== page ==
Gentle and subtle, almost to a fault, Lila Neugebauer’s Causeway presents a quiet view of friendship and how people deal with trauma in their own ways, led by a great performance from Jennifer Lawrence.
Lawrence stars as Lynsey, a member of the US Army Corps of Engineers returning from Afghanistan. Lynsey was involved in an explosion which left her with a traumatic brain injury. Following a tough rehab stint with a live-in nurse Sharon (Jayne Houdyshell), Lynsey returns to her hometown of New Orleans.
Looking for something quiet to fill the time, Lynsey begins to clean pools. When her mother’s car breaks down, she meets kindly mechanic James (Brian Tyree Henry), with whom she strikes up a friendship. Lynsey attempts to navigate her new life while attempting to recover enough to return to active duty, if she is ready and if it’s what she really wants.
Despite Lynsey being a member of the military coming back from an injury, the film doesn’t have any comment to make about the war or soldiers in general. This is not a story meant to preach about the horrors of war or how the system forgets about soldiers back in the real world. If that is happening in this story, it’s not the story Neugebauer wants to tell. This is about a singular person dealing with trauma in their own way without the glitz and glamour of manufactured drama or preachiness.
More than anything, this is a story about friendship. It feels natural to have two single attractive people come together in sexual ways, but that’s not what either Lynsey or James needs. They rely on each other for comfort and interaction, allowing themselves to be vulnerable in ways the rest of the world doesn’t or can’t see. Naturally, their love for each other segues into anger, but it comes from a place of vulnerability.
Lawrence reminds the world why they fell in love with her in the first place. Her performance is unpretentious and unflashy; just what the film needs. She is a quiet presence, though her frustration with her trauma occasionally bubbles to the surface in interesting ways. Henry is equally subtle and wonderful. His pairing with Lawrence doesn’t look like a fit on paper, but the pair play of each other in complimentary ways. James’ trauma has already been dealt with and absorbed, while Lynsey’s is still in the phase of denial. The pair deliver more than the script gives them.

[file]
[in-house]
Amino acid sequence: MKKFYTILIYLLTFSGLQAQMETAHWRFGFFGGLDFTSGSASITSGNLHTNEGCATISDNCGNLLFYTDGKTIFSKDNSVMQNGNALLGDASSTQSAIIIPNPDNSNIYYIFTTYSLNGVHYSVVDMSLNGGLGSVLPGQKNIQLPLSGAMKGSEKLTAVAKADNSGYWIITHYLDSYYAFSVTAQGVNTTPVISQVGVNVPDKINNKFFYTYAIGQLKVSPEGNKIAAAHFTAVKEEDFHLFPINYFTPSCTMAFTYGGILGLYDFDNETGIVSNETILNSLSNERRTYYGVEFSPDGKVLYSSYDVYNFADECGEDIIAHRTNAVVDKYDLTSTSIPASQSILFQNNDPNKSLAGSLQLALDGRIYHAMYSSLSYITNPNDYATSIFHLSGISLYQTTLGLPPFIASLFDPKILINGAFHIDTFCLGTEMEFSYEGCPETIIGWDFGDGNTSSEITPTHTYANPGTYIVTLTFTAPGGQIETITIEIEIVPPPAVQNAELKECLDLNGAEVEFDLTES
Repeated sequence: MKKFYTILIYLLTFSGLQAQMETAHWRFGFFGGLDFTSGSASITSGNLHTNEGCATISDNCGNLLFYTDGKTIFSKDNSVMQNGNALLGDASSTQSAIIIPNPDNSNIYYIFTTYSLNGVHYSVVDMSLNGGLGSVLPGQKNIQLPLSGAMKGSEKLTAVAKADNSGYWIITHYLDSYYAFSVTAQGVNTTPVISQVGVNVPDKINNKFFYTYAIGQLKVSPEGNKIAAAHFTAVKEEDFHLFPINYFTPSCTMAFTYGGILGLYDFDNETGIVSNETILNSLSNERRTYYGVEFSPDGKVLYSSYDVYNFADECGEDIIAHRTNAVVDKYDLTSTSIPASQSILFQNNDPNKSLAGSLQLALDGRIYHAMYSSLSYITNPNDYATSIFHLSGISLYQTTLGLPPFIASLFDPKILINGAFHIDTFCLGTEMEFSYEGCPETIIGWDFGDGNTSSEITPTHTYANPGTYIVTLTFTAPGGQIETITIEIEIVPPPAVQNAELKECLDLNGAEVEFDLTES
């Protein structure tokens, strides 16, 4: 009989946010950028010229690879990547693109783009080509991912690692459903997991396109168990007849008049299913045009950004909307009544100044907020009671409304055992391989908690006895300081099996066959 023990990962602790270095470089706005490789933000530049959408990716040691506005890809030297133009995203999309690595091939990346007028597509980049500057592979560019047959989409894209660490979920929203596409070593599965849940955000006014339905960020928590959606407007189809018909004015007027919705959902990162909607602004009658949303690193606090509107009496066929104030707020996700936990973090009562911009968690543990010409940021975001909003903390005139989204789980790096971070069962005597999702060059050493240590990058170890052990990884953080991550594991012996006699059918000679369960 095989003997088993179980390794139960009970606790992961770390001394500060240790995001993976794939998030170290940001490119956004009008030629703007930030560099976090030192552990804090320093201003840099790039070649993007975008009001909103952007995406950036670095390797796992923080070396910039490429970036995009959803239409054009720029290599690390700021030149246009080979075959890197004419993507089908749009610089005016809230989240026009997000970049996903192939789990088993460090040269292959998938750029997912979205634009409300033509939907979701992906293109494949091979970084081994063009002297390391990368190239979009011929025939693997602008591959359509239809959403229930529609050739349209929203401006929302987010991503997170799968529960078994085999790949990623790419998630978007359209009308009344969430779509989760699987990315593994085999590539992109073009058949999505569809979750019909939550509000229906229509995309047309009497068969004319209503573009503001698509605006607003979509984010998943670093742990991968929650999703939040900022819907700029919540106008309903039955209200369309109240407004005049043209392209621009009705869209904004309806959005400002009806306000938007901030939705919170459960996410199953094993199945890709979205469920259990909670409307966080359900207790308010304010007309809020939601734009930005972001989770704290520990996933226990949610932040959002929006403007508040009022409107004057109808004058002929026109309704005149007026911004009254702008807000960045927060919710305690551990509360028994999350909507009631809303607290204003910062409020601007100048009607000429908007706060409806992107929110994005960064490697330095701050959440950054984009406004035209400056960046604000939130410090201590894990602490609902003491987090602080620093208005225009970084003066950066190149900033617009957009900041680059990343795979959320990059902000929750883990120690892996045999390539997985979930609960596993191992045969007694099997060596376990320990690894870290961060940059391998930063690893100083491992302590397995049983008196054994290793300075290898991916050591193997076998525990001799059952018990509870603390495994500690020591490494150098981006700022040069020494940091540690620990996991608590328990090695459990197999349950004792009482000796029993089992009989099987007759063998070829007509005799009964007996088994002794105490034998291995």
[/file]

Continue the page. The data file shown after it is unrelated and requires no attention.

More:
Houdyshell doesn’t stick around long, but she makes for quite the impact when she is there. The same goes for Stephen McKinley Henderson as Lynsey’s neurologist. Both actors run as a realistic counter-programming to the single-mindedness of Lynsey’s decisions, and their gentle nature matches the film’s tone. Russell Havard also has a standout scene as Lysney’s brother.
Neugebauer allows each scene to linger without the usual rush of waiting for the next line or action. Each action isn’t deemed to be big and important for the world, just for the character in question. The director doesn’t resort to cheap tricks or exploitation dwelling on the misery or difficulties of disabilities. Instead, the characters deal with their trauma and disabilities in their own way and move forward with their lives.
Quietly affirming and well-performed, Causeway won’t blow any doors off, but it does provide a gentle look at adjusting to life post-trauma. More than anything, it’s nice to see Jennifer Lawrence back.
Causeway streams on AppleTV+ on Friday, November 4th
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